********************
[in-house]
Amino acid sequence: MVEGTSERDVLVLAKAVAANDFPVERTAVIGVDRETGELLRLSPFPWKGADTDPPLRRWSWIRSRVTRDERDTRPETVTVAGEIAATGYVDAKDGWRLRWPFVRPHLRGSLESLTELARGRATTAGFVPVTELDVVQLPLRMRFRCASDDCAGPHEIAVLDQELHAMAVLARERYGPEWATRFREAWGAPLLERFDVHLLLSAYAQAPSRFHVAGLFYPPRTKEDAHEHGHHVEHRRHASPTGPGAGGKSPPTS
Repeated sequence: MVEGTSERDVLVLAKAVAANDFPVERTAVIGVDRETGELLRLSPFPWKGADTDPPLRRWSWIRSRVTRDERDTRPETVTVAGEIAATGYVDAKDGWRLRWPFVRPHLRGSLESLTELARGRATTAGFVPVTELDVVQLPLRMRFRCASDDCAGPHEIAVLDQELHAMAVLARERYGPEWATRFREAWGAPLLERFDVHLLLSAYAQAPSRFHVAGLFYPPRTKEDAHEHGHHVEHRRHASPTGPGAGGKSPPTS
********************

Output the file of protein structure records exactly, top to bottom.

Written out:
[in-house]
Amino acid sequence: MVEGTSERDVLVLAKAVAANDFPVERTAVIGVDRETGELLRLSPFPWKGADTDPPLRRWSWIRSRVTRDERDTRPETVTVAGEIAATGYVDAKDGWRLRWPFVRPHLRGSLESLTELARGRATTAGFVPVTELDVVQLPLRMRFRCASDDCAGPHEIAVLDQELHAMAVLARERYGPEWATRFREAWGAPLLERFDVHLLLSAYAQAPSRFHVAGLFYPPRTKEDAHEHGHHVEHRRHASPTGPGAGGKSPPTS
Repeated sequence: MVEGTSERDVLVLAKAVAANDFPVERTAVIGVDRETGELLRLSPFPWKGADTDPPLRRWSWIRSRVTRDERDTRPETVTVAGEIAATGYVDAKDGWRLRWPFVRPHLRGSLESLTELARGRATTAGFVPVTELDVVQLPLRMRFRCASDDCAGPHEIAVLDQELHAMAVLARERYGPEWATRFREAWGAPLLERFDVHLLLSAYAQAPSRFHVAGLFYPPRTKEDAHEHGHHVEHRRHASPTGPGAGGKSPPTS